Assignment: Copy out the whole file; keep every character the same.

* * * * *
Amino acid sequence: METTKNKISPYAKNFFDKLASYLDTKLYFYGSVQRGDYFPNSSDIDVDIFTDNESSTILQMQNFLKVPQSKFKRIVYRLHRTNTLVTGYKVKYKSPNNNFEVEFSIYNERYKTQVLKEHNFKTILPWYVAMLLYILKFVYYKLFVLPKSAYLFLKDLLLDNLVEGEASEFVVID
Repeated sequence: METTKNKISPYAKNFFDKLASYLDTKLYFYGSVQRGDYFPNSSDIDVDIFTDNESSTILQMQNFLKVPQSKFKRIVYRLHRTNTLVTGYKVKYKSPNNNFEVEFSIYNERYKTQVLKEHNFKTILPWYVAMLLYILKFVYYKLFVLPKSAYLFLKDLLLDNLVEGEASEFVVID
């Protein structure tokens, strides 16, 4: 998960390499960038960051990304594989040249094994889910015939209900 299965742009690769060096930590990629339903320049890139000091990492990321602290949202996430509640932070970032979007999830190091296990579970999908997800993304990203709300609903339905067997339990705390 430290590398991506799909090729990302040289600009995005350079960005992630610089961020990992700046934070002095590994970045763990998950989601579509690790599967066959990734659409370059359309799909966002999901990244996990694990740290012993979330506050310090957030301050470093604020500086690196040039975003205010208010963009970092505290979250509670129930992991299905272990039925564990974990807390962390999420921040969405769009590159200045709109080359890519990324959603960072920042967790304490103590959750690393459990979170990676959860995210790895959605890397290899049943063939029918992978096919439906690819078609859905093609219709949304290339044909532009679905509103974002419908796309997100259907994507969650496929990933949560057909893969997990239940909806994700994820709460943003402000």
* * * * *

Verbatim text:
Amino acid sequence: METTKNKISPYAKNFFDKLASYLDTKLYFYGSVQRGDYFPNSSDIDVDIFTDNESSTILQMQNFLKVPQSKFKRIVYRLHRTNTLVTGYKVKYKSPNNNFEVEFSIYNERYKTQVLKEHNFKTILPWYVAMLLYILKFVYYKLFVLPKSAYLFLKDLLLDNLVEGEASEFVVID
Repeated sequence: METTKNKISPYAKNFFDKLASYLDTKLYFYGSVQRGDYFPNSSDIDVDIFTDNESSTILQMQNFLKVPQSKFKRIVYRLHRTNTLVTGYKVKYKSPNNNFEVEFSIYNERYKTQVLKEHNFKTILPWYVAMLLYILKFVYYKLFVLPKSAYLFLKDLLLDNLVEGEASEFVVID
């Protein structure tokens, strides 16, 4: 998960390499960038960051990304594989040249094994889910015939209900 299965742009690769060096930590990629339903320049890139000091990492990321602290949202996430509640932070970032979007999830190091296990579970999908997800993304990203709300609903339905067997339990705390 430290590398991506799909090729990302040289600009995005350079960005992630610089961020990992700046934070002095590994970045763990998950989601579509690790599967066959990734659409370059359309799909966002999901990244996990694990740290012993979330506050310090957030301050470093604020500086690196040039975003205010208010963009970092505290979250509670129930992991299905272990039925564990974990807390962390999420921040969405769009590159200045709109080359890519990324959603960072920042967790304490103590959750690393459990979170990676959860995210790895959605890397290899049943063939029918992978096919439906690819078609859905093609219709949304290339044909532009679905509103974002419908796309997100259907994507969650496929990933949560057909893969997990239940909806994700994820709460943003402000």